Like Shakespeare in Othello, MacDonald employs highly significant animal imagery. Compare her use of the “mouse” in Goodnight Desdemona (Good Morning Juliet) with one of the dominant animal images (or a chain of related animal images) in Shakespeare.
In Ann-Marie Macdonald's comedic play Goodnight Desdemona (Good Morning Juliet), the author refers to her protagonist Constance as a mouse. Constance is an English literature professor at Queens University, and this nickname is given to her by her students. The mouse is a metaphor for her timid and unassertive nature before she enters the world of Shakespeare. Constance's nature undergoes a significant change during her adventure. She realizes that she has the power to change the character of Desdemona from Othello as well as Juliet from Romeo and Juliet. Constance concludes that she is the "missing author" she theorized about in the plays.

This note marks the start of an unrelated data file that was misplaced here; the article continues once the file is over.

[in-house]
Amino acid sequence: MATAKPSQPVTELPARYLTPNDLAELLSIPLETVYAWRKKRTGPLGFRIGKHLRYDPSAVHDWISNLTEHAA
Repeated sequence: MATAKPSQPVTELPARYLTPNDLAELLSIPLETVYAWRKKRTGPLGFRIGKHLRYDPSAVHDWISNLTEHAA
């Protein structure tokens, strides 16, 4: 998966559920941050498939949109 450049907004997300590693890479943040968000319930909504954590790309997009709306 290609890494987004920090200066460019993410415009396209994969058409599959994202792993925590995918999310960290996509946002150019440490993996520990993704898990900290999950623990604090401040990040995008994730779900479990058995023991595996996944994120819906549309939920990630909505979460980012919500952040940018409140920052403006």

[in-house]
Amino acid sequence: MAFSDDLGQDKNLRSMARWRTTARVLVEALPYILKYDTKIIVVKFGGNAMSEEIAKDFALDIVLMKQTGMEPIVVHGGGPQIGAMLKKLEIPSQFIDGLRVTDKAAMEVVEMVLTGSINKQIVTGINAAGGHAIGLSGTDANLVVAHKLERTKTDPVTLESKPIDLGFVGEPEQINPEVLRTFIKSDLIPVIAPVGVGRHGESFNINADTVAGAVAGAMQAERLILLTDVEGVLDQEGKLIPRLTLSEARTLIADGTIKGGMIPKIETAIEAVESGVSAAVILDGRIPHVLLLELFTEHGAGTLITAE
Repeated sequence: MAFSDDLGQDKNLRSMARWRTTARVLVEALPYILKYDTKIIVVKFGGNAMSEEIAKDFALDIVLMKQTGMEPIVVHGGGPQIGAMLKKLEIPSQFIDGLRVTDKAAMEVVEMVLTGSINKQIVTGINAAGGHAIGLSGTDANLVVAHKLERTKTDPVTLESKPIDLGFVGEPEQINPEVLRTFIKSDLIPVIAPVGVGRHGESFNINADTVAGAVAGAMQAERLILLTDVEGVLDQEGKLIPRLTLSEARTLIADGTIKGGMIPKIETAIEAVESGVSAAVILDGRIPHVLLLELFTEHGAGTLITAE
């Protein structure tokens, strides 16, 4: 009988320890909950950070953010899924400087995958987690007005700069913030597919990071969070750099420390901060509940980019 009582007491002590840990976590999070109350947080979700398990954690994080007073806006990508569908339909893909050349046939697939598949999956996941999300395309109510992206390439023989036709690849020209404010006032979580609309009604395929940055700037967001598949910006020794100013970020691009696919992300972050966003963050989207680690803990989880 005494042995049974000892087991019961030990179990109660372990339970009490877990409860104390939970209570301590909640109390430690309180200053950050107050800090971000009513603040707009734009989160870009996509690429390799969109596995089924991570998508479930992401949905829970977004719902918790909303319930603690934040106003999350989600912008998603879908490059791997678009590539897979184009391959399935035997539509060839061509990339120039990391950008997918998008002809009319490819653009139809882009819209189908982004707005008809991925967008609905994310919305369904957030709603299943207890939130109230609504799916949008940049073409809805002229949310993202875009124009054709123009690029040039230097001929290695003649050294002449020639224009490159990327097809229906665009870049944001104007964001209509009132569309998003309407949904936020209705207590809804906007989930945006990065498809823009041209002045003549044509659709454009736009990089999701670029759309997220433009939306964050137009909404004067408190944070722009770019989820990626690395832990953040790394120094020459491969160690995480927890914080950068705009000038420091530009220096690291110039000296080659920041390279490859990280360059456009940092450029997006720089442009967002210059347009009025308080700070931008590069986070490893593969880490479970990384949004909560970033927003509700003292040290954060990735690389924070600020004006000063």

In Othello, Iago refers to Desdemona as a white ewe, a lamb commonly used for sacrifice. The white ewe symbolizes purity and innocence and hints at her impending death (Othello eventually strangles Desdemona, as Iago makes him believe that she has been unfaithful). Both Constance and Desdemona are described as meek and powerless animals. The crucial difference between them is that Desdemona remains this way and is manipulated by Iago and Constance. While Desdemona is the prey or victim in the play, Constance becomes convinced of her assertiveness by the end of her Shakespearean journey.
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